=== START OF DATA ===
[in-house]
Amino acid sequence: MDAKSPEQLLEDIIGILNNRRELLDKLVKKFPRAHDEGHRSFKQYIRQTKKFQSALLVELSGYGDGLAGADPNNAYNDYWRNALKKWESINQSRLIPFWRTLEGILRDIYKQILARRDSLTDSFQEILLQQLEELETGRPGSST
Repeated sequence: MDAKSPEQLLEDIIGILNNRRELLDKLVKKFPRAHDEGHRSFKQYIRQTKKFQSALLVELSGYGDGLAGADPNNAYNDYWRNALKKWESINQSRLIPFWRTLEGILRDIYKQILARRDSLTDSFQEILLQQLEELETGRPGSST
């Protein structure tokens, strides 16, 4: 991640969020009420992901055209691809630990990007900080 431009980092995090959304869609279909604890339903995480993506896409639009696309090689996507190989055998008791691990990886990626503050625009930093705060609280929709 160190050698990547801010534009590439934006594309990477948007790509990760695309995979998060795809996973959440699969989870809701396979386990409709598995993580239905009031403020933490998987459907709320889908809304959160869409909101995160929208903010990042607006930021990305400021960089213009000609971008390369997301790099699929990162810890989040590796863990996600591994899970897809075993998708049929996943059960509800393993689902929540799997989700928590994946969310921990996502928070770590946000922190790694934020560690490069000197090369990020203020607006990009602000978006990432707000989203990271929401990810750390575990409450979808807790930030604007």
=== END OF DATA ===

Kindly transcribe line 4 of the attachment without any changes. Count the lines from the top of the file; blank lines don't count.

């Protein structure tokens, strides 16, 4: 991640969020009420992901055209691809630990990007900080 431009980092995090959304869609279909604890339903995480993506896409639009696309090689996507190989055998008791691990990886990626503050625009930093705060609280929709 160190050698990547801010534009590439934006594309990477948007790509990760695309995979998060795809996973959440699969989870809701396979386990409709598995993580239905009031403020933490998987459907709320889908809304959160869409909101995160929208903010990042607006930021990305400021960089213009000609971008390369997301790099699929990162810890989040590796863990996600591994899970897809075993998708049929996943059960509800393993689902929540799997989700928590994946969310921990996502928070770590946000922190790694934020560690490069000197090369990020203020607006990009602000978006990432707000989203990271929401990810750390575990409450979808807790930030604007």